Announcing the greatest advance in motor car design
since the self starter the Traffic Transmission, exclu
sive in the 1924 Chandler. Vill be on display for one
day only, Tuesday, February 10, at the Marion Hotel.
Chandler tar demonstrations to be given to all interested
I,artics- - .v.ii.w:
Come and Ride in a Ncy CHANDLER
Chaperon Motor Co.
State Distributors . PORTLAND, OREGON
Manager of Local Western
Auto Supply Co.'s Store
Back on the Job
W. F. Watson , local branch
manager of the Western Auto
Supply company, returned from
Los Angeles last Wednesday
where he has spent the last two
weeks attending the animal con
vention of managers of the com
pany. There were 00 managers in
attendance representing stores in
cities from California, Oregon,
Washington. Idaho, Nevada, Colo
rado, Utah and Arizona.
According to the reports from
the various managers the general
business outlook for the coming
year is very bright in all the repre
sented localities. A general feel
ing of optimism was radiated by
the organization heads, who. in
the past seven years have made
the company grow from an infant
in the industry to the largest or
ganization of its kind in the coun
try today. New stores are being
opened in various sections of the
country regularly and, according
to the present plans 1024 will sec
the addition of approximately 50
Ir. Watson was glad to get back
to Salem, he says, as the weather
in the south was most too warm
for comfort, especially for one who
is used to the mild weather of
Oregon. Mrs. Watson accompan
ied her husband on the trip.
One of the new features to be j
added to the service for the uuto
ist by the Salem branch of West
ern Auto will be the logging of
sight-seeing trips that can be made
from Salem within a few hours.
These trips will be logged out by
the manager and will include all
camping sights, fishing streams,
and photos of service points, as
well as picnic locations that are
most easily reached, together with
trips that afford the best scenic
beauty. According to the present
plans customers will he furnished
witli a direction prospectus of ehe.h
trip which will give the mileage
between various points along the
way, lacatlon of crossroads and
locations of spots 6f beaHty for
camping and picnicking. This ser
vice will be free from the store,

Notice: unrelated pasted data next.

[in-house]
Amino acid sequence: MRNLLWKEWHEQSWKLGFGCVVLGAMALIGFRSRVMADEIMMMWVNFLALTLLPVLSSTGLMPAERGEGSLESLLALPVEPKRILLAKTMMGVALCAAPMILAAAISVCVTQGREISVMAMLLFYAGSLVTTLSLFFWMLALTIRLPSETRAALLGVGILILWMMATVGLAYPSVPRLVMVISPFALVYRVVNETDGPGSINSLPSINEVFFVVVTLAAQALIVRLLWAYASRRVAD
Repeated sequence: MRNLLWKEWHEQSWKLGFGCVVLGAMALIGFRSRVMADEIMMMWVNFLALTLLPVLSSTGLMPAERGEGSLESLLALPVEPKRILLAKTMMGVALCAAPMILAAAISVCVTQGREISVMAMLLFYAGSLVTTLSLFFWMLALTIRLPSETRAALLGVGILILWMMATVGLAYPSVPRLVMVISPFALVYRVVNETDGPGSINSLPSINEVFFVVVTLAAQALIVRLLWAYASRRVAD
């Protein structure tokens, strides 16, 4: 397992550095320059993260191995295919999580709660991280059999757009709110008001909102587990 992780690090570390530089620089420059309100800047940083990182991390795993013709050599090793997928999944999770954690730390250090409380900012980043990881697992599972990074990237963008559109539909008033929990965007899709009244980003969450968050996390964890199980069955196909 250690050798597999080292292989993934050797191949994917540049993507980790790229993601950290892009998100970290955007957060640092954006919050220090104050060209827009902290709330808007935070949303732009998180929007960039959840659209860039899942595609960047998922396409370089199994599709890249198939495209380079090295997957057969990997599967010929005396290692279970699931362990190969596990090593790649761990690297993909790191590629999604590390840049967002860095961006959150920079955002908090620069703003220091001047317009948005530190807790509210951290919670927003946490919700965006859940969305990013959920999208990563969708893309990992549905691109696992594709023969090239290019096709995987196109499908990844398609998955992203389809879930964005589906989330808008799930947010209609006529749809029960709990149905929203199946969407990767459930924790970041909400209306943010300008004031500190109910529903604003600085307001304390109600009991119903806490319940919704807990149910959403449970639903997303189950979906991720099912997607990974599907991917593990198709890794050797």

as well as all the trips being out
lined in the Sunday Statesman
The coming season bids well to
exceed "by 100 per cent in popular
ity that of any other season for
the motorist. Autoists are begin
ning now to buy camping equip
ment and other essentials neces
sary to outdoor comfort, and from
all present Indications hundreds or
new faces will be seen in the sum
mer's throng or "gasoline gypsies"
If an engine be perfectly in bal
ance, it will, theoretically, re
quire no foundation bolts or
means of holding it to the ground;
but if unbalanced, the reaction of
the movements of the unbalanced
parts will be transmitted to the
foundations or frame, throngh the
bedplate or supporting arms.
Smith & W&tklns, local tire nd
accessory dealers, now have a; .dis
play tyf-Balloon tires in their win
dows at tho corner, of Court jand
High streets. The tires mar mot
enly be seen here bnt Jim and tJill
are ready and anxioos to answer
any and sir queBtions about taera.
. The Balloon tire, as explained
by Smith and Watkins. ls a wider
tlrewhich carries one-third the
inflation of the regular tire. It
rides much, easier, takes the road
vibration from the car, thereby'
prolonging its life. The low fo
liation affords a wider surface of
the tire on the road making 11
more difficult to skid. The -success
of the tire is not doubted ow
ing to' the lact that the trend of
pneumatic tires lias been toward a
wider tire, a tire that the owner
can get from 15,000 to "20,000 Tjut
of. ' ' ' -
Oakland jumped from 19th place
in sales in California in.Icccmber
1922, to 9th placft In ijeceaiber.
1923. This represents an increase
in sales for this month ot 214 .per
Save your money, save your auto, save your shoe
leather, save your temper, save your health Save all
these by riding a bicycle. Ask the man who rides one.
Lloyd E. Ramsden
387 Court St.
W. C. DURANT
Says: There. can be but one leader in a class. You Have
The Flint Six
Durant's Sensation $1595.00 Here Fully Equipped.
Every bearing in THE FLINT is an imported bearing."
Every gear in this car is ground and polished.
The finish is unexcelled. The performance is phenominaL
The only car that is not criticized by the public.
You will never know real car comfort and power till you
ride in trie. Flint.'
Oijeu Sundays Come and Take a Rid
SALEM AUTOMOBILE CO.
F. G. Delano - A. I. Eoff ;
" r.rTt''?"" nT-mr- M-.illiiM ; i, 5 - J
: ! !